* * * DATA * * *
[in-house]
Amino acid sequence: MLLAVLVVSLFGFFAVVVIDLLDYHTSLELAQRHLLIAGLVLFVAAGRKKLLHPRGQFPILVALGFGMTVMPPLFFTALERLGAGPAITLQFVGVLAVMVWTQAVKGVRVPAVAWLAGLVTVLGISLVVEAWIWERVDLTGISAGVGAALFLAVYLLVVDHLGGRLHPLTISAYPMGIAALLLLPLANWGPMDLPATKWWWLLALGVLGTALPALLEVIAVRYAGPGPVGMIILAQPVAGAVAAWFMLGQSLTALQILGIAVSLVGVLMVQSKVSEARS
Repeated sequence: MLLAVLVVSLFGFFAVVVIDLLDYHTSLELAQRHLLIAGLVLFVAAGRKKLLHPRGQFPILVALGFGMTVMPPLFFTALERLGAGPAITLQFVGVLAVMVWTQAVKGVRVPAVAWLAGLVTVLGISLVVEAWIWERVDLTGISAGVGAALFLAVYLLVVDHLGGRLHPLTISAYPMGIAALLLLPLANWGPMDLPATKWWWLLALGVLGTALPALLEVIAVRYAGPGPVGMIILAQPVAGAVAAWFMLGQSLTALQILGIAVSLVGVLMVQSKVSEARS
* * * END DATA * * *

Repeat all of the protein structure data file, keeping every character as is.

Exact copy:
[in-house]
Amino acid sequence: MLLAVLVVSLFGFFAVVVIDLLDYHTSLELAQRHLLIAGLVLFVAAGRKKLLHPRGQFPILVALGFGMTVMPPLFFTALERLGAGPAITLQFVGVLAVMVWTQAVKGVRVPAVAWLAGLVTVLGISLVVEAWIWERVDLTGISAGVGAALFLAVYLLVVDHLGGRLHPLTISAYPMGIAALLLLPLANWGPMDLPATKWWWLLALGVLGTALPALLEVIAVRYAGPGPVGMIILAQPVAGAVAAWFMLGQSLTALQILGIAVSLVGVLMVQSKVSEARS
Repeated sequence: MLLAVLVVSLFGFFAVVVIDLLDYHTSLELAQRHLLIAGLVLFVAAGRKKLLHPRGQFPILVALGFGMTVMPPLFFTALERLGAGPAITLQFVGVLAVMVWTQAVKGVRVPAVAWLAGLVTVLGISLVVEAWIWERVDLTGISAGVGAALFLAVYLLVVDHLGGRLHPLTISAYPMGIAALLLLPLANWGPMDLPATKWWWLLALGVLGTALPALLEVIAVRYAGPGPVGMIILAQPVAGAVAAWFMLGQSLTALQILGIAVSLVGVLMVQSKVSEARS